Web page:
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About bissoejosh

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  1. bissoejosh

    Airtight membrane / Vapour Control Layer

    Many thanks for the suggestions
  2. bissoejosh

    Building the Timber Frame

    Nice, is that a Cullen design? Pumped insulation?
  3. bissoejosh

    Airtight membrane / Vapour Control Layer

    Google, why didn't I think of that. Only £36.82 a roll delivered, bargain. But more seriously a lot of people used passive house systems so I suspect there is an equivalent supplier out there that people have perhaps used recently?
  4. Has anyone purchased VCL / airtight membranes recently and if so where from? I've been trying for several weeks to order through passive house systems but seem unable to do so as they no longer sell to the public direct. If anyone has any recommendations for alternative suppliers that would be great, even better if they stock Gerband products as I'm a big fan of the 586 tape. Many thanks
  5. bissoejosh

    Spacing between gutter brackets

    I think it depends on the manufacturer guidelines but I've set mine at 900mm for Brett Martin Prostyle 106mm on a 32 degree roof. Incidentally these seem to have a pretty high capacity for a given width and seem really well made.
  6. bissoejosh

    Plastering and the white room of paint

    All looks fantastic, really like the ceiling detail.
  7. bissoejosh

    Velfac windows

    I've got 3g Velfac, no issues with the ordering process or with the product. All self measured, and self installed. As mentioned the measuring allowances need careful consideration but once you look at the detail drawings it makes sense. We had a small amount of damage on one door frame during transit / delivery which was repaired without argument.
  8. bissoejosh

    Building regs

    We also have the Build Zone / BBS combo, no complaints so far - our inspector is great.
  9. bissoejosh

    Roofing membrane

    Jet the hose - not Jet Hose. As in sprinkle the garden hose with a small amount of pressure, all I said was it was surprising how little pressure was needed. I used a Garden hose to test after witnessing driving rain penetrating the membrane.
  10. bissoejosh

    Roofing membrane

    It was Cromar vent 3 classic. I used the Vent 3 pro on the roof after a recommendation on here and was really impressed with it. Roofs require a W1 class membrane which is basically how much water is allowed through. The TF200 I used was a W2 product which passes building regs on walls but as explained in driving rain water was getting through which I didn't like and which could be replicated with a surprisingly low jet from a hose. I appreciate that once cladding etc is on the walls won't have anywhere like the same exposure as they do during the build but I didn't like seeing droplets form on the inside where I had window openings and wet OSB behind!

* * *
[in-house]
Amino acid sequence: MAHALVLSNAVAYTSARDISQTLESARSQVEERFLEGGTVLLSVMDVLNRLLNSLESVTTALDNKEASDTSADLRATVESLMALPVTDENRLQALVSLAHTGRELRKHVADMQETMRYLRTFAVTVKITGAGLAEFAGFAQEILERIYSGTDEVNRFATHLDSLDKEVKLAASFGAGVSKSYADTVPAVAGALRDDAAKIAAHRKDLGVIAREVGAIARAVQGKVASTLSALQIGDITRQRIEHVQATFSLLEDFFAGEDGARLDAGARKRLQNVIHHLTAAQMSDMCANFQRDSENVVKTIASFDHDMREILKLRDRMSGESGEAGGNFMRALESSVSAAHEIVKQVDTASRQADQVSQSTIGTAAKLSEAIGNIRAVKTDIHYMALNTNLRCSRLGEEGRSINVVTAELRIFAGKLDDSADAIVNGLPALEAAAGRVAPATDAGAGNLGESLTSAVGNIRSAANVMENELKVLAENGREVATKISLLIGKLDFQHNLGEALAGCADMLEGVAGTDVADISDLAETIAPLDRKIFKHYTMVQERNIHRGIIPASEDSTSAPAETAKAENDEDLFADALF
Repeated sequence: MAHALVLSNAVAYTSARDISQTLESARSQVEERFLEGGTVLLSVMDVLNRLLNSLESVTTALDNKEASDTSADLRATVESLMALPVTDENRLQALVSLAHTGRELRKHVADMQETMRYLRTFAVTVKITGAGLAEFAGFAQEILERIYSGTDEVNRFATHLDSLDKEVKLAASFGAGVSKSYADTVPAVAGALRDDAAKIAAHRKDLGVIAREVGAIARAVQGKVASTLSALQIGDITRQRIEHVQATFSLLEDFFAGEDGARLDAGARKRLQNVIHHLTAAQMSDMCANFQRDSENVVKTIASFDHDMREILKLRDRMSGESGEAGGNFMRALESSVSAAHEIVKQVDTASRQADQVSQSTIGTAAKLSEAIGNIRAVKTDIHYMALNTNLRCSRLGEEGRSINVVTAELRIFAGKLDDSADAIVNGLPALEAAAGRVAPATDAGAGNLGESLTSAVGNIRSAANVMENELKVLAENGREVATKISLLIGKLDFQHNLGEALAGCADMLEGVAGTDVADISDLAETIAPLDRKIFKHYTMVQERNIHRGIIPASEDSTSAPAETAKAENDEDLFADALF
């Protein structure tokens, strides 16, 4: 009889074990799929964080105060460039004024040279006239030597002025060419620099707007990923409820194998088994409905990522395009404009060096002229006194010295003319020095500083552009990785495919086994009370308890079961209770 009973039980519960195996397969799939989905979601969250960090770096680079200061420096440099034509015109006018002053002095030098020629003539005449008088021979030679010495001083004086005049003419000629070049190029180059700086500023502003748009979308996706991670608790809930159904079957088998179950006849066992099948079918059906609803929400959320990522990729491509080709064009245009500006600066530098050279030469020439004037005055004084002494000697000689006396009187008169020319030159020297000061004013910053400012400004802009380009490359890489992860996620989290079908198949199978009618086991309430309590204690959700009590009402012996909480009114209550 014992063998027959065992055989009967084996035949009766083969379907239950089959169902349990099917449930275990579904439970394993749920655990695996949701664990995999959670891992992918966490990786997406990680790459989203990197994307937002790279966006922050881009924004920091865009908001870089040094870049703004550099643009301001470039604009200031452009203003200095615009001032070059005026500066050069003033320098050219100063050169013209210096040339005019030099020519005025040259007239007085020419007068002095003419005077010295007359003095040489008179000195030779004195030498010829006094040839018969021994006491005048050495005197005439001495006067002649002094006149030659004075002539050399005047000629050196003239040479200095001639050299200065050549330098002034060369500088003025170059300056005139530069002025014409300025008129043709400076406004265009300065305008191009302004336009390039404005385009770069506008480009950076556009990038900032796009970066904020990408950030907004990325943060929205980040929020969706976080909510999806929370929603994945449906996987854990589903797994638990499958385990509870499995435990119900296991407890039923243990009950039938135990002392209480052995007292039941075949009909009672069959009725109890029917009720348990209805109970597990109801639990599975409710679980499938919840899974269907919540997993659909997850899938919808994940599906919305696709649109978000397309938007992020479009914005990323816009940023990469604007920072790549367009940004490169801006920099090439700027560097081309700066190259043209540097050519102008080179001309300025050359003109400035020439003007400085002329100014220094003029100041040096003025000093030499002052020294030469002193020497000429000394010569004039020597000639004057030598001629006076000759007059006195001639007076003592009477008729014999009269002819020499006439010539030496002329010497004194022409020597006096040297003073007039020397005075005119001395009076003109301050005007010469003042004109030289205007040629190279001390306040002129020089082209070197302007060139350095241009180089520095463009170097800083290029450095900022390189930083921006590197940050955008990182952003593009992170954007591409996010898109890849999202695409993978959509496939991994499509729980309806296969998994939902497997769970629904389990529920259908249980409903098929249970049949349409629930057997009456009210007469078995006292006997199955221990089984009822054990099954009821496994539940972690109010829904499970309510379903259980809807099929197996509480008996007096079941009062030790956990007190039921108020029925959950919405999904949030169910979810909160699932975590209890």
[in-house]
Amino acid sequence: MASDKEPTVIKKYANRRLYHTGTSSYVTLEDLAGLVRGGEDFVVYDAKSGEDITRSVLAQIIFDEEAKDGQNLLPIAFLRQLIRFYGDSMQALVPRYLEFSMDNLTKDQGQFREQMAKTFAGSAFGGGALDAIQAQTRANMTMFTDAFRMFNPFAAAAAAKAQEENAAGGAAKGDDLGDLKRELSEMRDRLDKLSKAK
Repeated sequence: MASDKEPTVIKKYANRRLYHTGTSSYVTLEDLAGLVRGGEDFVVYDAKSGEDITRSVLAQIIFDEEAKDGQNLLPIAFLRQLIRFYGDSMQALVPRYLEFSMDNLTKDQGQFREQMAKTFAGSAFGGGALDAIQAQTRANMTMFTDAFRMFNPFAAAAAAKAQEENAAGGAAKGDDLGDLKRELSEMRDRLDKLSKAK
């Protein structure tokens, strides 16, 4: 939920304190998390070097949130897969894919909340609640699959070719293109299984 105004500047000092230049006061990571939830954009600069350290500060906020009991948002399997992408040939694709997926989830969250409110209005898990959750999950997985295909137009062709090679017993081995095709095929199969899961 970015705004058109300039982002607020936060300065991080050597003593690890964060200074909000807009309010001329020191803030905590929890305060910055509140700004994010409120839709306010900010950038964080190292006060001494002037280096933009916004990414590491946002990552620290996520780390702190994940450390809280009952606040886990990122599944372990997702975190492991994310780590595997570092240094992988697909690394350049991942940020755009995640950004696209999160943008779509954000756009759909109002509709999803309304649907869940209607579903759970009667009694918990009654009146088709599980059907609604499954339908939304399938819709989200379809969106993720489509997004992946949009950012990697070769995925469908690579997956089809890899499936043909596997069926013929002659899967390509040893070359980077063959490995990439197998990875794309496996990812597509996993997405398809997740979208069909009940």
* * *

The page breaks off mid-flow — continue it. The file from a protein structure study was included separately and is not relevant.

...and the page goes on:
11. bissoejosh

    Roofing membrane

    Jet the hose at each of them, I did a lot of our walls with TF200 only to realise if the rain was driving it went right through but held water like your test no problem. I contacted the manufacturer who tested a swatch and confirmed it was as it should be and fit for purpose. I disagreed and replaced the lot with a W1 class roofing membrane from Cromar which doesn't let a drop in. Appreciate your membranes are roofing class but might be worth posting for others.
  12. bissoejosh

    Alternative to plastering a ceiling???

    Plywood painted for fireproofing? Also how deep are your joists, if money is tight you might find alternatives to Kingspan a fair bit cheaper if you've got the depth to meet regs. Frametherm, Rockwool etc, all much cheaper but need more depth.
  13. bissoejosh

    Fixing insulation under rafters

    I was thinking a reduction to something like 40/50mm might make fixing easier especially if battens are added to the mix.
  14. bissoejosh

    Fixing insulation under rafters

    Also 280mm of PIR is quite a lot of insulation - nothing wrong with it but a thinner layer might make things easier if it can work with your SAP etc?
  15. bissoejosh

    Fixing insulation under rafters

    I'd do it the other way around. Insulation then batten - the screws for which could be long timber screws to sandwich the whole lot together. The other advantage is this gives a service zone for cable runs / light fittings and also a safety margin for your vapour control / airtight layer when fitting plasterboard screws.